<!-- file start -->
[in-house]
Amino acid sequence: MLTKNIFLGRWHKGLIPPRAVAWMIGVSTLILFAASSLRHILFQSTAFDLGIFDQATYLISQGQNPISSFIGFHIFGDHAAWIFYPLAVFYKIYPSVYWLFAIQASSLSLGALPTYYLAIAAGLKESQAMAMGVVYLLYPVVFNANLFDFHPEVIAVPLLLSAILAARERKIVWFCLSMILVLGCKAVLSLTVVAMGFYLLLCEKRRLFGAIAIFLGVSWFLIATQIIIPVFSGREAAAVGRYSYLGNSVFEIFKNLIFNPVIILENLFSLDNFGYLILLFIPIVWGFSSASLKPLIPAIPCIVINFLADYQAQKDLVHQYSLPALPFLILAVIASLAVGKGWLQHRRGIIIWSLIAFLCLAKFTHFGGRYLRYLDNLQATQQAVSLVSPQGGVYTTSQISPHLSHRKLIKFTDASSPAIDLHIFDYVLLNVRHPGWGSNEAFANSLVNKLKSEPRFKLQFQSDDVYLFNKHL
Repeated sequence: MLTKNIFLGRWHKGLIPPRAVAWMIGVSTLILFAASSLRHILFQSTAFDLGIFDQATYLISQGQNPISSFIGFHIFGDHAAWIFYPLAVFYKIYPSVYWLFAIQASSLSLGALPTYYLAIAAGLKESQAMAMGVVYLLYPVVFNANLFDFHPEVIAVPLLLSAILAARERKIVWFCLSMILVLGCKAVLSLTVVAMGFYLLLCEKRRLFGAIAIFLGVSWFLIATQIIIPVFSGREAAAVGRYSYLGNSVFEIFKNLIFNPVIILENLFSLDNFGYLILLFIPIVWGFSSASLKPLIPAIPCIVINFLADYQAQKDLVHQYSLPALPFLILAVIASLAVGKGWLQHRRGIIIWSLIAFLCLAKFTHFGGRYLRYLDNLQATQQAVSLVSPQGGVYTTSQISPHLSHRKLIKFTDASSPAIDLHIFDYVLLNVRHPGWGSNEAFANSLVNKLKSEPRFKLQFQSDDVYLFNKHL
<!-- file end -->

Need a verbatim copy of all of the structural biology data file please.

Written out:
[in-house]
Amino acid sequence: MLTKNIFLGRWHKGLIPPRAVAWMIGVSTLILFAASSLRHILFQSTAFDLGIFDQATYLISQGQNPISSFIGFHIFGDHAAWIFYPLAVFYKIYPSVYWLFAIQASSLSLGALPTYYLAIAAGLKESQAMAMGVVYLLYPVVFNANLFDFHPEVIAVPLLLSAILAARERKIVWFCLSMILVLGCKAVLSLTVVAMGFYLLLCEKRRLFGAIAIFLGVSWFLIATQIIIPVFSGREAAAVGRYSYLGNSVFEIFKNLIFNPVIILENLFSLDNFGYLILLFIPIVWGFSSASLKPLIPAIPCIVINFLADYQAQKDLVHQYSLPALPFLILAVIASLAVGKGWLQHRRGIIIWSLIAFLCLAKFTHFGGRYLRYLDNLQATQQAVSLVSPQGGVYTTSQISPHLSHRKLIKFTDASSPAIDLHIFDYVLLNVRHPGWGSNEAFANSLVNKLKSEPRFKLQFQSDDVYLFNKHL
Repeated sequence: MLTKNIFLGRWHKGLIPPRAVAWMIGVSTLILFAASSLRHILFQSTAFDLGIFDQATYLISQGQNPISSFIGFHIFGDHAAWIFYPLAVFYKIYPSVYWLFAIQASSLSLGALPTYYLAIAAGLKESQAMAMGVVYLLYPVVFNANLFDFHPEVIAVPLLLSAILAARERKIVWFCLSMILVLGCKAVLSLTVVAMGFYLLLCEKRRLFGAIAIFLGVSWFLIATQIIIPVFSGREAAAVGRYSYLGNSVFEIFKNLIFNPVIILENLFSLDNFGYLILLFIPIVWGFSSASLKPLIPAIPCIVINFLADYQAQKDLVHQYSLPALPFLILAVIASLAVGKGWLQHRRGIIIWSLIAFLCLAKFTHFGGRYLRYLDNLQATQQAVSLVSPQGGVYTTSQISPHLSHRKLIKFTDASSPAIDLHIFDYVLLNVRHPGWGSNEAFANSLVNKLKSEPRFKLQFQSDDVYLFNKHL